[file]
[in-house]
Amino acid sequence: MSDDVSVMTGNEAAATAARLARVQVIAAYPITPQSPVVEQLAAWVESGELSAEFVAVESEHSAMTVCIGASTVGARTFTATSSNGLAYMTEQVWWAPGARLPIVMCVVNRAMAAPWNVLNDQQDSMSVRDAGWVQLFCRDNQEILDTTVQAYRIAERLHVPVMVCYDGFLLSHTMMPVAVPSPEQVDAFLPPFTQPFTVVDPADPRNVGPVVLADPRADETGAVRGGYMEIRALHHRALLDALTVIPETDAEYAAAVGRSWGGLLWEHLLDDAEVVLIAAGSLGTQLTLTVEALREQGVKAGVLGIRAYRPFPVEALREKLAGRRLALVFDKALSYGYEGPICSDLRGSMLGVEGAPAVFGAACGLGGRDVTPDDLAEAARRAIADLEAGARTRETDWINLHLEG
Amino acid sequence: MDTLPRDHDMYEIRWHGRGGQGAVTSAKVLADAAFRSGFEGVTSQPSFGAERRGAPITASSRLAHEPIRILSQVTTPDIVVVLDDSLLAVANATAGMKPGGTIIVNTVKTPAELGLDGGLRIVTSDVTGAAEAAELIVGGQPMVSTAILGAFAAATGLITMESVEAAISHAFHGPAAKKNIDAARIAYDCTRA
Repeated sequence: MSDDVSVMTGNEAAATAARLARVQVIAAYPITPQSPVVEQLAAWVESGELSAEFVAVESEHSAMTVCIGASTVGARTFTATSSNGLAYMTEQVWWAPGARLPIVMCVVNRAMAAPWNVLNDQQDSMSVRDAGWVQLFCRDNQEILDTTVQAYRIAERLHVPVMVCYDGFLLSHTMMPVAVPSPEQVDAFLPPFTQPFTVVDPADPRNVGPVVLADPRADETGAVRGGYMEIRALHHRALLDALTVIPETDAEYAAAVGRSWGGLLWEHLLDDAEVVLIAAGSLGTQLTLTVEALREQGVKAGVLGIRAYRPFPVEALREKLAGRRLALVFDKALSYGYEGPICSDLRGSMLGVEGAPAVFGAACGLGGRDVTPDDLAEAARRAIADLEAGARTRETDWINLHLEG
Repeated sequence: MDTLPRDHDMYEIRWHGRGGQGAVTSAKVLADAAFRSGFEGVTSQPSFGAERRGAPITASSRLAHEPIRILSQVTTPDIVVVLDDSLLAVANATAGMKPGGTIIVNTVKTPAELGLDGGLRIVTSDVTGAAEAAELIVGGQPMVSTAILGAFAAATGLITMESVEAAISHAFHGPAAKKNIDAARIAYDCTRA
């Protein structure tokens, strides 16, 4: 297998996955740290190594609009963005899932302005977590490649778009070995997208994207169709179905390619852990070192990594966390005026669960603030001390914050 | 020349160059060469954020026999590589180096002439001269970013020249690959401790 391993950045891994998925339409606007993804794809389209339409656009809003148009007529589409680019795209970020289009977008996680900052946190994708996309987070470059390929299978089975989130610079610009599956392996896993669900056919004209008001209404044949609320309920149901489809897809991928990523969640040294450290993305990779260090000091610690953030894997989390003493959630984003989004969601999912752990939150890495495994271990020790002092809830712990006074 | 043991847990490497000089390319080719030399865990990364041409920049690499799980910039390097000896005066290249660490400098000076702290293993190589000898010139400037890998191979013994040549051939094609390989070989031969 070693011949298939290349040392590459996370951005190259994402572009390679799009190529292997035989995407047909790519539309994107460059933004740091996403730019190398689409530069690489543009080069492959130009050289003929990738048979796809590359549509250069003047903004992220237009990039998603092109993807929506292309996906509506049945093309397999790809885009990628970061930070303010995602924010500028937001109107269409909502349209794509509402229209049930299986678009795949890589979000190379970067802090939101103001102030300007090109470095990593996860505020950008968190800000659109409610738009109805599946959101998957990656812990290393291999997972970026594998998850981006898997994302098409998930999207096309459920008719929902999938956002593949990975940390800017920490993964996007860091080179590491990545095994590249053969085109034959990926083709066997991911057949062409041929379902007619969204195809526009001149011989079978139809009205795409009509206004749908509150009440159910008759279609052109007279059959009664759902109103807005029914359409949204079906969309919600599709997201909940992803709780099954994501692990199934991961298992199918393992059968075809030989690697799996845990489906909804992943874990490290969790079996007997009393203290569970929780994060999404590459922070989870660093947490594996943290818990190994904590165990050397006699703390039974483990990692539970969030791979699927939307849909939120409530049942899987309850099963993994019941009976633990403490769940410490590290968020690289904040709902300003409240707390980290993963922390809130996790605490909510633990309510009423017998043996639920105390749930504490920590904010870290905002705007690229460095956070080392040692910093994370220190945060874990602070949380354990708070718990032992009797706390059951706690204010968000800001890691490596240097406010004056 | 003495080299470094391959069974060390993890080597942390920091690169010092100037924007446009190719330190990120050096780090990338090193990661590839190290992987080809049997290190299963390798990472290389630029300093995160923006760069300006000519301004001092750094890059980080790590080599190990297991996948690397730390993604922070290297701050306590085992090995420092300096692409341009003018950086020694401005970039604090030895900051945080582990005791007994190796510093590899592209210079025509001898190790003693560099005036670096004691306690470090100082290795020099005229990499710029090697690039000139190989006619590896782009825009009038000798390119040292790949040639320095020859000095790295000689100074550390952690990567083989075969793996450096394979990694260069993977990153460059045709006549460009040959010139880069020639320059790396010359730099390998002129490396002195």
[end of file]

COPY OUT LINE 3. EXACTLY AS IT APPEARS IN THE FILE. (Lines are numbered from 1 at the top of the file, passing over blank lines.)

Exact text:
Amino acid sequence: MDTLPRDHDMYEIRWHGRGGQGAVTSAKVLADAAFRSGFEGVTSQPSFGAERRGAPITASSRLAHEPIRILSQVTTPDIVVVLDDSLLAVANATAGMKPGGTIIVNTVKTPAELGLDGGLRIVTSDVTGAAEAAELIVGGQPMVSTAILGAFAAATGLITMESVEAAISHAFHGPAAKKNIDAARIAYDCTRA